States That Have Decriminalized Marijuana Should Expunge Prior Pot Convictions, Activists Say

Photo Credit: Eva Russo

A group of legal activists is calling on district attorneys in eight states that have legalized or decriminalized marijuana to take the next logical step: expunge the records of people charged with misdemeanors related to marijuana possession.

The Lawyers’ Committee for Civil Rights Under Law, an advocacy group, sent letters to 201 officials in eight states: Alaska, California, Massachusetts, Maine, Nevada, Oregon, Vermont, and Washington last week, pointing out that current procedures to expunge convictions for misdemeanor marijuana possession are cumbersome. The committee encouraged the district attorneys to follow the lead of San Francisco District Attorney George Gascón, who announced in January that he would expunge and then dismiss thousands of misdemeanor and felony marijuana possession cases going back to 1975.

“While drug policy on the federal level is going backwards, San Francisco is once again taking the lead to undo the damage that this country’s disastrous, failed drug war has had on our nation and on communities of color in particular,” he said in announcing the move.

In the letter to Randy Flyckt, prosecutor in Adams County, Washington, the committee argued that expunging marijuana-related misdemeanors would help remove barriers to seeking employment and housing for those who have been convicted of drug crimes.

Myesha Braden, director of the Criminal Justice Project at the Lawyers’ Committee, told The Intercept that expunging these records offers an opportunity to make amends for arresting people in the past for what is no longer considered a crime. “We can’t fix what happened for all the various previous policies that focused on the ‘war on drugs.’ We can’t undo everything. But this is relatively low-hanging fruit that these district attorneys can do a very small thing that will have a tremendous impact on people’s lives,” she said.

Retired Judge Shira A. Scheindlin, formerly of the U.S. District Court for the Southern District of New York, told The Intercept that while a district attorney’s powers can vary by state, prosecutors generally have the power to fulfill the request that the Lawyers’ Committee is making. “A district attorney can, in most instances that I know, go into court, a local state court, and make a motion to have a prior conviction expunged,” she said.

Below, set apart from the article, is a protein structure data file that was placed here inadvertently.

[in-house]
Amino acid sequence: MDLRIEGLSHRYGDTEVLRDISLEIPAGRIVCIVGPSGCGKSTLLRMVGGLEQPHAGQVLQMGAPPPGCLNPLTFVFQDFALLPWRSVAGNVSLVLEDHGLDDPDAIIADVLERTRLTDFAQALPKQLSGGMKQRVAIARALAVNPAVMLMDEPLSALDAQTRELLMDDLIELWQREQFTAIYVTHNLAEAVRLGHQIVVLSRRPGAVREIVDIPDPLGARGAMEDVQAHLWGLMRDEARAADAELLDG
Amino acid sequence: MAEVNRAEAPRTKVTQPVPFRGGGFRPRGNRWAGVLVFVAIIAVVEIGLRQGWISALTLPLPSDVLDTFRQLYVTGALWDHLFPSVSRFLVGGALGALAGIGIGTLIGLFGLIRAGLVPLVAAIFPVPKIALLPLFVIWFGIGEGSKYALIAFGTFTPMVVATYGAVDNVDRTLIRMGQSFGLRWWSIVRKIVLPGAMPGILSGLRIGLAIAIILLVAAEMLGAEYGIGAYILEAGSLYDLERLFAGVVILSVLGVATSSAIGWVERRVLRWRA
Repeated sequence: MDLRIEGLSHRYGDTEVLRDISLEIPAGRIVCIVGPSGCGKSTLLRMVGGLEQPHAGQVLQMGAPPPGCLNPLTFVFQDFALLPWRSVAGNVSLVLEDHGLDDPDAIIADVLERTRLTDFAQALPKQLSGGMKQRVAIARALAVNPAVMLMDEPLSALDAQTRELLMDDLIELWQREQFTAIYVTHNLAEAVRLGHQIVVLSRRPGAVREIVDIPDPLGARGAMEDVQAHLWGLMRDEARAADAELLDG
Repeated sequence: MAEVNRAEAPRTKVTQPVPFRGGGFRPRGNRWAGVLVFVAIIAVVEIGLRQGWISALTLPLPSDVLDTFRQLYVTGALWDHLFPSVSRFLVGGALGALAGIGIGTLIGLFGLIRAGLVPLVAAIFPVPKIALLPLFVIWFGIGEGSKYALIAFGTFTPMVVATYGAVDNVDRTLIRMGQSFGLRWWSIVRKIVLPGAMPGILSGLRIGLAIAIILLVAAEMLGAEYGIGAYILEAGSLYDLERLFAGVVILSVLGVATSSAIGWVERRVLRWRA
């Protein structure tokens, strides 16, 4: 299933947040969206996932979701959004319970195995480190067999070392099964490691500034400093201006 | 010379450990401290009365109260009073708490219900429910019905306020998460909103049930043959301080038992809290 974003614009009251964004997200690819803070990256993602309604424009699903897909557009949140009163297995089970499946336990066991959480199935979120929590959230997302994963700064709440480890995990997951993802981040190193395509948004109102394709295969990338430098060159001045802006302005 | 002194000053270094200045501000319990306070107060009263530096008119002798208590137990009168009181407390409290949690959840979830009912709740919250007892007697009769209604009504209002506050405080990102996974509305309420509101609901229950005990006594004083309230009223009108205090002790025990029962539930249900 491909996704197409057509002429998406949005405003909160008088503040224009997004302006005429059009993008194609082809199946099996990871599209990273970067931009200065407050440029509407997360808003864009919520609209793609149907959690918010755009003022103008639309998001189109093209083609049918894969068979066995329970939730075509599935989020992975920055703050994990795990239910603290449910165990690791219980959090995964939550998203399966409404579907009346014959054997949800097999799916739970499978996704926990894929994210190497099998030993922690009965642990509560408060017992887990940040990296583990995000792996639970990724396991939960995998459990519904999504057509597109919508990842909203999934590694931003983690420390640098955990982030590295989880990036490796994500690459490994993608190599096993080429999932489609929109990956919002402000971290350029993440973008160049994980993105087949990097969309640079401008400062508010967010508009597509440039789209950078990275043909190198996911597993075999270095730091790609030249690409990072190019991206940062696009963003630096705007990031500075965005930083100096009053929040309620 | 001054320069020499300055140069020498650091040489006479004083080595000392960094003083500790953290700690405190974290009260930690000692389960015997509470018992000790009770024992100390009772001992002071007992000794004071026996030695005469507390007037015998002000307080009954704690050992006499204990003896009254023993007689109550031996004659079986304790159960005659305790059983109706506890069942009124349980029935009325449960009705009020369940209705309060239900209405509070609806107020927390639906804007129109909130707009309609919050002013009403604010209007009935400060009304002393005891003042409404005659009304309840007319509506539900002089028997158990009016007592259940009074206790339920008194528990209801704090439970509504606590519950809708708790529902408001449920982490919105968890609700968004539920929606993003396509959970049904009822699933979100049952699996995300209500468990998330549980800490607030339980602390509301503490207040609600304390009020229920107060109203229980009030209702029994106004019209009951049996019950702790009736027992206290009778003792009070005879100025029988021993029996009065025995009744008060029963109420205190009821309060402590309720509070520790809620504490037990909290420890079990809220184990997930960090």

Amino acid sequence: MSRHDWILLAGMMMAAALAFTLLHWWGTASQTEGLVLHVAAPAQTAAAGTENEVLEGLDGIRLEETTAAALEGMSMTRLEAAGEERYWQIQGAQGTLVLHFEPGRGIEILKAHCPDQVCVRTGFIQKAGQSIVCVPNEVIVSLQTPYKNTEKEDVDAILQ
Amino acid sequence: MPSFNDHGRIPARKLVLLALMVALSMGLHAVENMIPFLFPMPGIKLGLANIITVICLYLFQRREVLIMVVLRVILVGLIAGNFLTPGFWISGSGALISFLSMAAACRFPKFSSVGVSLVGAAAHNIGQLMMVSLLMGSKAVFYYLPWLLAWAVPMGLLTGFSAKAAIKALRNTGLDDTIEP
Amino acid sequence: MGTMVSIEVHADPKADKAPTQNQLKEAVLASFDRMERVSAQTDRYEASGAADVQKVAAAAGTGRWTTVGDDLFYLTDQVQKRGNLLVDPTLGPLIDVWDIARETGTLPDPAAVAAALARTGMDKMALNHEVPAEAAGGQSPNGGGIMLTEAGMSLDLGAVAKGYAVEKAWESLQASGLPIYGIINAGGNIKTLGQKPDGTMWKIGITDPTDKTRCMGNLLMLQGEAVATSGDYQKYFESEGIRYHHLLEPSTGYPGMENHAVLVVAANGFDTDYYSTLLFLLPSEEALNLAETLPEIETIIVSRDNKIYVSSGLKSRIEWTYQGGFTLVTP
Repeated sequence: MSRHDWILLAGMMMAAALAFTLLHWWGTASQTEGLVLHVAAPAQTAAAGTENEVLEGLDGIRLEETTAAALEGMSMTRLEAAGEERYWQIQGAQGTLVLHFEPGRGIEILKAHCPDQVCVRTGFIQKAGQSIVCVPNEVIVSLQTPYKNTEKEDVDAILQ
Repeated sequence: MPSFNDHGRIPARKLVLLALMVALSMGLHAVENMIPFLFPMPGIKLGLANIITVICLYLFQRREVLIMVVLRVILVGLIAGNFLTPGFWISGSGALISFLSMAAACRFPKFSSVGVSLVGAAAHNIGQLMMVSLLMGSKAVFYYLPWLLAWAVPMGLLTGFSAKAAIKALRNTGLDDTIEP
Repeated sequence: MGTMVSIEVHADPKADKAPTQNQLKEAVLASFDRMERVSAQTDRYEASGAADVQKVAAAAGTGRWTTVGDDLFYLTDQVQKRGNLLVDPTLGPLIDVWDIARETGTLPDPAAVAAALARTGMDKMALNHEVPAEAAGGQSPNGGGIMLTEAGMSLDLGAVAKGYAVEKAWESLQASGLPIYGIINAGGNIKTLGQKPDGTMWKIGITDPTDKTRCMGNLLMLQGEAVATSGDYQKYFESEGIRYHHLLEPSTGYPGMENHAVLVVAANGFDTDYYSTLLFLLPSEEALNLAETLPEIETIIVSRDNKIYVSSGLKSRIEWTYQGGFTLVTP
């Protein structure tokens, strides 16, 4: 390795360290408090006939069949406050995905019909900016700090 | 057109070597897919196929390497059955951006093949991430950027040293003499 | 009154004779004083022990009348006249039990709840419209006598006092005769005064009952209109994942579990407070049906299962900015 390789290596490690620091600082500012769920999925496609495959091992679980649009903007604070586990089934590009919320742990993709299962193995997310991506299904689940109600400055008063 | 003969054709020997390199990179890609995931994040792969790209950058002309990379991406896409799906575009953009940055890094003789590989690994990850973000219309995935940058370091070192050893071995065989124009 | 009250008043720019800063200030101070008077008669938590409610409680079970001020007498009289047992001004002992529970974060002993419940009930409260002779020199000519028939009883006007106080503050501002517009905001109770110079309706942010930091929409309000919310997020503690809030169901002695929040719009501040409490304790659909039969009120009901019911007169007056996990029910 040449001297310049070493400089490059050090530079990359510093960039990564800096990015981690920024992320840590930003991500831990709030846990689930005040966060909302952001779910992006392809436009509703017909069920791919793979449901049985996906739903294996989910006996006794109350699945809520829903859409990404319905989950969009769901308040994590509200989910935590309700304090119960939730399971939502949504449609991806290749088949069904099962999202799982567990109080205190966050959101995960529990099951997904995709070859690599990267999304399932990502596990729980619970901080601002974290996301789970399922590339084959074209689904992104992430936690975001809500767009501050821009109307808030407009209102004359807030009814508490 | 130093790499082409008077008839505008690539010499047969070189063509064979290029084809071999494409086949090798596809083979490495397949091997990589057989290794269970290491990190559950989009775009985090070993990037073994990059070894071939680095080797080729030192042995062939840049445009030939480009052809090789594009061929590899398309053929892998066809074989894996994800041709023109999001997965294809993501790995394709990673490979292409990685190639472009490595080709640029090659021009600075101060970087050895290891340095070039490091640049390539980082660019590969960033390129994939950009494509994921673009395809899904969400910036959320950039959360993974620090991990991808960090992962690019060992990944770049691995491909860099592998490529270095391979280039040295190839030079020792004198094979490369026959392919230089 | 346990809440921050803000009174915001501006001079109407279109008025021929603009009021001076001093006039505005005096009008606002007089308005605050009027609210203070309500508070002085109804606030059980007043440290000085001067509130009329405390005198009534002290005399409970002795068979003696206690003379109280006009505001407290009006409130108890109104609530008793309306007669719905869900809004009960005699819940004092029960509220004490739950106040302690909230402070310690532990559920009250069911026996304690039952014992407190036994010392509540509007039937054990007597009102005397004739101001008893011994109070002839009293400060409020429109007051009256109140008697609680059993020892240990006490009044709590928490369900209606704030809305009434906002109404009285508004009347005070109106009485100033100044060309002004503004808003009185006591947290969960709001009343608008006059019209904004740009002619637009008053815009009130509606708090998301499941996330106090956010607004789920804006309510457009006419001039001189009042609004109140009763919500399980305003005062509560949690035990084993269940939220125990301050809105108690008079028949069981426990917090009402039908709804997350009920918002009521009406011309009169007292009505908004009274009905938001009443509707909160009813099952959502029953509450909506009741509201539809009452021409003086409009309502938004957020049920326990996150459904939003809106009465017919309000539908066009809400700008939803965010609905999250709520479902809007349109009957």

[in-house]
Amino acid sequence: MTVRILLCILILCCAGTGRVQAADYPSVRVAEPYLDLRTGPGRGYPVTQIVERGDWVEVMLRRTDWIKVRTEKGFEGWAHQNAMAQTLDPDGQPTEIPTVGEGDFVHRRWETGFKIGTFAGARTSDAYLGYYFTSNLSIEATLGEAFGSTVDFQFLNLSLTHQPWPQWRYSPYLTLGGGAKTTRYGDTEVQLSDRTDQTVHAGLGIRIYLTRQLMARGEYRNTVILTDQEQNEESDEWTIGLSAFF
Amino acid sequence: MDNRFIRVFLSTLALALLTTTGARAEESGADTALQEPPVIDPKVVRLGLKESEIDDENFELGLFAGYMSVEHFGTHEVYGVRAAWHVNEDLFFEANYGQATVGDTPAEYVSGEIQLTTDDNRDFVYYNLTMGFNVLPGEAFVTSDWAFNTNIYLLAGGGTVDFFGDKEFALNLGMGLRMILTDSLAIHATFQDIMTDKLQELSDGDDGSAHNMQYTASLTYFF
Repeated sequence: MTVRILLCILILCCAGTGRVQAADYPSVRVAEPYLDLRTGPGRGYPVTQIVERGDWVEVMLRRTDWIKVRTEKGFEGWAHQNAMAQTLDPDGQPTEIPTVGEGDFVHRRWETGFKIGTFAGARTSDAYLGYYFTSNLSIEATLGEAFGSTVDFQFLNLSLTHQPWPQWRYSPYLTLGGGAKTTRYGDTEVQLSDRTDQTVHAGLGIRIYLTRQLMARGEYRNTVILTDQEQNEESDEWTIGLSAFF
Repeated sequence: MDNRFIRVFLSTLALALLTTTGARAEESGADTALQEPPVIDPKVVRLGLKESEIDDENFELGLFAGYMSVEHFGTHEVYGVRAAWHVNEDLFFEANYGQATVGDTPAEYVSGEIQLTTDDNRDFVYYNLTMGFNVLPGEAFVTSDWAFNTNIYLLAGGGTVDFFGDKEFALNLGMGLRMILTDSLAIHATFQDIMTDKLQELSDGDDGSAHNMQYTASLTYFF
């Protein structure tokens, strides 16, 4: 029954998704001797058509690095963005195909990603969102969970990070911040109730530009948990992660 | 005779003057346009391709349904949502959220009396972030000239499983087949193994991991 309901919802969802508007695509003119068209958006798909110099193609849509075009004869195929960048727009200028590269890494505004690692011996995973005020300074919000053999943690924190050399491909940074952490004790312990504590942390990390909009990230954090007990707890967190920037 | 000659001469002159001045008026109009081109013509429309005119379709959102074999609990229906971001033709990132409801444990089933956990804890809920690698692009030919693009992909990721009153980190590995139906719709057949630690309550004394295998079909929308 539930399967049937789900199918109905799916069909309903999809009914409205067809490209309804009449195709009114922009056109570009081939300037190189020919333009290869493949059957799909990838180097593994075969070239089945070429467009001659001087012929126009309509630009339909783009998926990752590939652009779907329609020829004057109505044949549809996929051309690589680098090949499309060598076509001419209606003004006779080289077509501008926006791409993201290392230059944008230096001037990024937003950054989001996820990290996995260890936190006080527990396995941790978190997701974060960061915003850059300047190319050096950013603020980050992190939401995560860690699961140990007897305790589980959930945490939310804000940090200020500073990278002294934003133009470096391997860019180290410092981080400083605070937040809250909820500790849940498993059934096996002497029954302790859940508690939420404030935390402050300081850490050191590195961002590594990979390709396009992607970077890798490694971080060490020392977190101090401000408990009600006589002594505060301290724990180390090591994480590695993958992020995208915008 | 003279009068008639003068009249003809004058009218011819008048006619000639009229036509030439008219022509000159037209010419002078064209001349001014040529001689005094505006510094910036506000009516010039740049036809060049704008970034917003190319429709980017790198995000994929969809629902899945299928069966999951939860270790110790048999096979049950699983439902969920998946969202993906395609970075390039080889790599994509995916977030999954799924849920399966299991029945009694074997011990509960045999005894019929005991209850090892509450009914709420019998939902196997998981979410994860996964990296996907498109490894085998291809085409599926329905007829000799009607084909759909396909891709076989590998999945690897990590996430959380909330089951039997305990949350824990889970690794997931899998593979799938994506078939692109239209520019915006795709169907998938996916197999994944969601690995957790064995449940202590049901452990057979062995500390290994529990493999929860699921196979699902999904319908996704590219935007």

Those types of motions can be opposed, usually by the victim of a crime, “but I think the whole point is these are low-level marijuana arrests with no violence, no guns, no big quantities — nobody’s going to oppose it,” Scheindlin noted. “If the district attorneys decide to do this proactively, I don’t think a judge would have any trouble granting the motion.”

California’s experience with expungements illustrates why empowering district attorneys to make the call, rather than having individuals pursue expungements themselves, can be so valuable. In 2016, the state passed Proposition 64, which enables Californians to get their marijuana convictions expunged. But the process is lengthy and bureaucratic, and many people don’t have the expertise or the time to go through it. As of September 2017, prior to Gascón’s announcement, only 232 petitions for expunging records had been filed.

“The district attorneys in San Diego and San Francisco have said, ‘You know, we have the capacity to prevent people from running the gauntlet. So why don’t we do it?’” Braden said. “And that makes a tremendous difference, because people who otherwise would not have had access to expungements or would not have been aware or would not have had the wherewithal to go through this very complicated process are now obtaining an incredible benefit.”

The San Francisco District Attorney’s Office itself files the motion with the court, in what is usually a simple process. “The court will sign and process the motion, sending petitions for dismissal and any relevant information to state actors, without the need for any court appearance,” said an official from the office. “This expedites the process and saves the court the time and resources involved in having to calendar cases. It also ensures that all entitled to the remedy receive it without having to hire an attorney.”